|Moderne biotechnologie : een nieuwe doos van Pandora?
Tramper, J. ; Yang Zhu, Yang - \ 2009
Wageningen : Wageningen Academic - ISBN 9789086861378 - 281
biotechnologie - voedselbiotechnologie - kazen - brood - wijnen - vlees - gezondheid - gentherapie - antibiotica - hormonen - biotechnology - food biotechnology - cheeses - bread - wines - meat - health - gene therapy - antibiotics - hormones
Is moderne biotechnologie zo'n doos van Pandora, zoals de antibiotechnologie bewegingen doen geloven? Dit is de centrale vraag in het boek. Moderne biotechnologie maakt gebruik van de recombinant-DNA technologie om micro-organismen, planten en dieren genetisch te modificeren en zo meer geschikt te maken voor allerlei toepassingen zoals verbouwen van voedselgewassen, het bakken van brood, maken van wijn, antibiotica en hormonen, xenotransplantatie, en gen- en stamceltherapie. In het boek komen vooral de controversiële aspecten van deze toepassingen aan bod.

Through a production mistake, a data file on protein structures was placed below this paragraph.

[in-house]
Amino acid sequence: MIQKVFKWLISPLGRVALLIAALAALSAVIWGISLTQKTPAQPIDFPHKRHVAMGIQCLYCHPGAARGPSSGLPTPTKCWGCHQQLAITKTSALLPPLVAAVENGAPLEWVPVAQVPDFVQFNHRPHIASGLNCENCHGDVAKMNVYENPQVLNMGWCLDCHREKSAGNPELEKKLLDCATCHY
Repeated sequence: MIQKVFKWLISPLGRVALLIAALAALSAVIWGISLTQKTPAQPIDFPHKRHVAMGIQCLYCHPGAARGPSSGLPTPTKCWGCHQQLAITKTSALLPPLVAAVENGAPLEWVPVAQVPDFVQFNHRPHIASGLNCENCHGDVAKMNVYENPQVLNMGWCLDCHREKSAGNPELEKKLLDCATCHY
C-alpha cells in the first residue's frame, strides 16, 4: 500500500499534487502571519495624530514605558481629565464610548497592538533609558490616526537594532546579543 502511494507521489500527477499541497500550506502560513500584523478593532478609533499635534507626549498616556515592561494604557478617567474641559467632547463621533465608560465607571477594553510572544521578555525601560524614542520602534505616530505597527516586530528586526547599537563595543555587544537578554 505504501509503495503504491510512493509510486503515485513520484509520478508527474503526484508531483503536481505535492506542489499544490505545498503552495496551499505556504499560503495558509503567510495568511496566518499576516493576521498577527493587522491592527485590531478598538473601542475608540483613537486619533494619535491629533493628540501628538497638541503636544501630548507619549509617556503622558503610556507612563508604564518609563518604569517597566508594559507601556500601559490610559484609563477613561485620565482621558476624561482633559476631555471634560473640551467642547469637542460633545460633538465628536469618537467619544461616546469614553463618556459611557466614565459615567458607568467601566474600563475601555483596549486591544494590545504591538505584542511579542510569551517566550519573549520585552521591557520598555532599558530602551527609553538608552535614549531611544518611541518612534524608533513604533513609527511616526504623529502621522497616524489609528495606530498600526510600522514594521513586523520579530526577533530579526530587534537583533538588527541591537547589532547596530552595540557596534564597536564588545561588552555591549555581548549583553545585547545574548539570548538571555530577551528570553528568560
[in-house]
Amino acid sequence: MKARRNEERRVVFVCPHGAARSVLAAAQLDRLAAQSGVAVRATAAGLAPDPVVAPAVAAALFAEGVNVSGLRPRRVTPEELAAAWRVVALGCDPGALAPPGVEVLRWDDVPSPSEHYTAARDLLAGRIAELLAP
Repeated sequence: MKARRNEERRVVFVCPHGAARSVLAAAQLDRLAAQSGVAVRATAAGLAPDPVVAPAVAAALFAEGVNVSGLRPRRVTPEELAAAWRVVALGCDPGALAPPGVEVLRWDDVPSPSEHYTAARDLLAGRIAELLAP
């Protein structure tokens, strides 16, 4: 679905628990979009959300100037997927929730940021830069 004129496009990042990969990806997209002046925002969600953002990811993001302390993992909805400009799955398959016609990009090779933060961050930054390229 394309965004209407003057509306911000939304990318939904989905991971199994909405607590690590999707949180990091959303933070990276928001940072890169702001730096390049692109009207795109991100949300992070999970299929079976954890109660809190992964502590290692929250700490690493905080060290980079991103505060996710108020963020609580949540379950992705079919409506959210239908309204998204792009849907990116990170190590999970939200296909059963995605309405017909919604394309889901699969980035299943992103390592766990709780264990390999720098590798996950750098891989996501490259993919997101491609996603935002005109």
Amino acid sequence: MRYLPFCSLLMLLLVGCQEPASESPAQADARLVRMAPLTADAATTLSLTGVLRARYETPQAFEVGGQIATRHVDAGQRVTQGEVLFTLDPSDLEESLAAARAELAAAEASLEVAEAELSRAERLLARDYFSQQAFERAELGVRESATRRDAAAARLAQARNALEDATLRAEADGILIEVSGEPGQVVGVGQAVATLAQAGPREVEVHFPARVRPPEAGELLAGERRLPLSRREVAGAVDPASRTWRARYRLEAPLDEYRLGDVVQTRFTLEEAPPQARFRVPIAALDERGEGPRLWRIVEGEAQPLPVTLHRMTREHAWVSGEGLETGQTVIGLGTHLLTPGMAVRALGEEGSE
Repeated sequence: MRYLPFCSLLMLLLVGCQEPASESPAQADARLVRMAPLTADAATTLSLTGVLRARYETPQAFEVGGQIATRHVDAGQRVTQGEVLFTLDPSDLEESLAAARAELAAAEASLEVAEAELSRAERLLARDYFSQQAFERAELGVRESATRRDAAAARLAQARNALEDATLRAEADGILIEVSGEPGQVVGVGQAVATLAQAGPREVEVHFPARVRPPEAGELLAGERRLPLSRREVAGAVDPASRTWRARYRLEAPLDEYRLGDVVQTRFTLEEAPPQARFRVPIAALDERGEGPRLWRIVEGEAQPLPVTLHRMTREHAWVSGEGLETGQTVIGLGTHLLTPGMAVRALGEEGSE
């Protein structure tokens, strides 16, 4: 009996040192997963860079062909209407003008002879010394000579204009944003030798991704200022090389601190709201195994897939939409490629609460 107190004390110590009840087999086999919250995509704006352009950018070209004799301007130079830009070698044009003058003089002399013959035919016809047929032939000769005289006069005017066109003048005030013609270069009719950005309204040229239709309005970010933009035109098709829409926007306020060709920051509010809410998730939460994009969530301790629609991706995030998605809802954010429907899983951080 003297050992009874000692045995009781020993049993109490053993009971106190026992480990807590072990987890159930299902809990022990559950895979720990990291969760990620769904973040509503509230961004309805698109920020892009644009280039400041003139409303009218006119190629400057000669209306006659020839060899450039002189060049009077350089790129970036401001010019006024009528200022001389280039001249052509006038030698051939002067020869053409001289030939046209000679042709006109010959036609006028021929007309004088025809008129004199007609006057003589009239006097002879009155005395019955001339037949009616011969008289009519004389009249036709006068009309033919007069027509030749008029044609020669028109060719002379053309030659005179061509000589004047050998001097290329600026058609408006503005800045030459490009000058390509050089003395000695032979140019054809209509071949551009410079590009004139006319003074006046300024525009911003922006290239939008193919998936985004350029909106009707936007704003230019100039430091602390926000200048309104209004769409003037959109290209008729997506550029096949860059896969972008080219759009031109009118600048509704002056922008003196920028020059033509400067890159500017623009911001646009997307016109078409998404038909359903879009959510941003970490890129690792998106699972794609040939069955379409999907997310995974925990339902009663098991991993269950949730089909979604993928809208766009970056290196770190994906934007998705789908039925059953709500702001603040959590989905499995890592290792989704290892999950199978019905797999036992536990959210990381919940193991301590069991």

Plants, genes and justice : an inquiry into fair and equitable benefit-sharing
Jonge, B. de - \ 2009
Wageningen University. Promotor(en): Michiel Korthals, co-promotor(en): Niels Louwaars. - [S.l. : S.n. - ISBN 9789085854722 - 251
biotechnologie - voedselbiotechnologie - genetische bronnen van plantensoorten - intellectuele eigendomsrechten - nuttig gebruik - efficiëntie - morele waarden - ethiek - plantenbiotechnologie - benefit sharing - justitie - moraal - sociale ethiek - biotechnology - food biotechnology - plant genetic resources - intellectual property rights - utilization - efficiency - moral values - ethics - plant biotechnology - benefit sharing - justice - moral - social ethics